Manchester United’s move for Alexis Sanchez promised so much. We hoped at the time he may provide a Robin van Persie type impact and catapult the team into title contention.
Instead the transfer has gone down as a colossal failure, one which in terms of expense, is still costing the club millions of pounds.
Where the club deserve credit, is using the Sanchez deal as a new start, and using it as a ‘reality check’ moment.
In the years since Sir Alex Ferguson’s retirement, United have chased big names.
From the first summer’s failed pursuit of Cesc Fabregas and Gareth Bale, to the club record move for Angel di Maria.
Zlatan Ibrahimovic, Radamel Falcao and then Sanchez were all instances of United trying to find short term success by chasing big names.
It hasn’t worked, and Sanchez appeared to be the last straw.
It was a deal of great excess. While there was no transfer fee, the wages being paid to Sanchez are far too high, and look obscene in this financial climate. United finally said enough was enough.
United could not simply carry on pouring big money into mercenary type players, while falling further and further away from contention.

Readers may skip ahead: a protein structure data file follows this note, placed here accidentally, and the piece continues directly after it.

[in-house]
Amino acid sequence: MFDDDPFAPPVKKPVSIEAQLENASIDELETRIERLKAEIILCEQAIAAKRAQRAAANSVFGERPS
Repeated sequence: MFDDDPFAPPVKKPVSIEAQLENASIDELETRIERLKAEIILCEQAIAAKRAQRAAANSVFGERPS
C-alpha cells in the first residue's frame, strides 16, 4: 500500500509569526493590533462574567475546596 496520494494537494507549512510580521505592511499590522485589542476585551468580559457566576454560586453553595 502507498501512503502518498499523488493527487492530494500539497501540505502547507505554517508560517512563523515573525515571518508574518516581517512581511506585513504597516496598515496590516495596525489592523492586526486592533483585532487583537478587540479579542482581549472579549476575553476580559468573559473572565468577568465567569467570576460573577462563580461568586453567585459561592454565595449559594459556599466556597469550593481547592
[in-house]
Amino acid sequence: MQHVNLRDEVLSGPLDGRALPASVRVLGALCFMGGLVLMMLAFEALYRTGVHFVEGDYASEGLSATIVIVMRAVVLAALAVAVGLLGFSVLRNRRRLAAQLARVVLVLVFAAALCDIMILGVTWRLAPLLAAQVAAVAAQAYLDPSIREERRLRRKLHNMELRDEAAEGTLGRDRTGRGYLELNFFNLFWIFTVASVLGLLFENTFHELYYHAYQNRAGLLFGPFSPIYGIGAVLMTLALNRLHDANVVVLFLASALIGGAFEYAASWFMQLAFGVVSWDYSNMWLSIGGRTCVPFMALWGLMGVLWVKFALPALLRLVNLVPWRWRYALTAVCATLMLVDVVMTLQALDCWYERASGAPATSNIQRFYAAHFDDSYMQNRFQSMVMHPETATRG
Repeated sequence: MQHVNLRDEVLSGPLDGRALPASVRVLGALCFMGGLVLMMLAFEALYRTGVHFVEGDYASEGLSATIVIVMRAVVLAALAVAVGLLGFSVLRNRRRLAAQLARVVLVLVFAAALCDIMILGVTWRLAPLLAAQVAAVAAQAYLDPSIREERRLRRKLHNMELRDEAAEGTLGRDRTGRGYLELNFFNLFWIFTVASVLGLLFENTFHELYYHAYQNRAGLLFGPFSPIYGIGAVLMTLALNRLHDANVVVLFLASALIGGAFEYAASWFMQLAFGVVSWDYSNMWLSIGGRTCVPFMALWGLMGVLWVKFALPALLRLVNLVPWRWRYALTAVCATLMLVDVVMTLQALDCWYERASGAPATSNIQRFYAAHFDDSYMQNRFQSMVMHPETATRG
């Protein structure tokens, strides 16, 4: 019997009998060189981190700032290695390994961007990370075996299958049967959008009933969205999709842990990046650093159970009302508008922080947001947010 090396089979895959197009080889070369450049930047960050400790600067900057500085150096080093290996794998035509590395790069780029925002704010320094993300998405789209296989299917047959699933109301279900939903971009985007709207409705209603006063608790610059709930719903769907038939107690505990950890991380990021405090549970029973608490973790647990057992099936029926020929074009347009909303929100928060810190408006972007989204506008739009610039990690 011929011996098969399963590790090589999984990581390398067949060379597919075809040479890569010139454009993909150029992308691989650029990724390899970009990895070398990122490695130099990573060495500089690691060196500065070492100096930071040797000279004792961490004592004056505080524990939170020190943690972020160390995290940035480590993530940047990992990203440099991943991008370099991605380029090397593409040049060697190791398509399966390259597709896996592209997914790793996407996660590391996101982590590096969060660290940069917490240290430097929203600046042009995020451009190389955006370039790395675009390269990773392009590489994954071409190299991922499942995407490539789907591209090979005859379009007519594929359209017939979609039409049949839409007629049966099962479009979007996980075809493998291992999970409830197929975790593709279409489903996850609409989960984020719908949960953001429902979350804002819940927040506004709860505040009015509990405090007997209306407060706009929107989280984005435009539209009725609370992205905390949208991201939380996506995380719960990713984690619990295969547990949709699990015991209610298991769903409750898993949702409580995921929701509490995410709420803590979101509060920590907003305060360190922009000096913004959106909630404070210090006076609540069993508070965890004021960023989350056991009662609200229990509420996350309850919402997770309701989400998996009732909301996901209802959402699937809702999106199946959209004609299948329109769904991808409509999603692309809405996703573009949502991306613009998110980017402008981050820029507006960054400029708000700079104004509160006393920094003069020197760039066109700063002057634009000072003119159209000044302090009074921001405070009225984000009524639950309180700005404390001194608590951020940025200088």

A decision was taken last summer for which Ole Gunnar Solskjaer deserves credit, to focus on players who genuinely want to play for the club.
He told The Telegraph: “We’ve got to do due diligence – character of players, quality of players – that are the right fit into this squad.”
There were no quick fixes, instead United are looking forward at potential, with the likes of deals for Alexis Sanchez, now 31, seen as poor investments.
United were right to recognise the club are too far behind our competitors at the top of the Premier League to expect one or two big names to make the difference. And then attracting the very best became problematic too.
An overhaul in approach was needed, and this meant outgoings too. Players who didn’t want to be at the club like Romelu Lukaku were sold.
There has been a real focus on development, and building for the future, with players like Mason Greenwood and Brandon Williams stepping up.
The club website note that United have the youngest average age of all teams in the Premier League this season, at just 24.8.
Right now there are positive signs, green shoots, that United are getting back on track and have a sense of direction.
Whether it is successful long-term remains to be seen, but it is a refreshing change of direction which should help the club avoid a financial disaster of continuing to throw excess money at so-called superstars on the decline.
If Sanchez had come in and been a short term success, United wouldn’t be on this path. The policy likely would have continued.
The club have done well to recognise the failings and try a new approach.
United have turned a negative experience on Sanchez into a positive and exciting new era, where hopefully success is finally around the corner, and even if it does not bring immediate results, the club will be healthier for it regardless.
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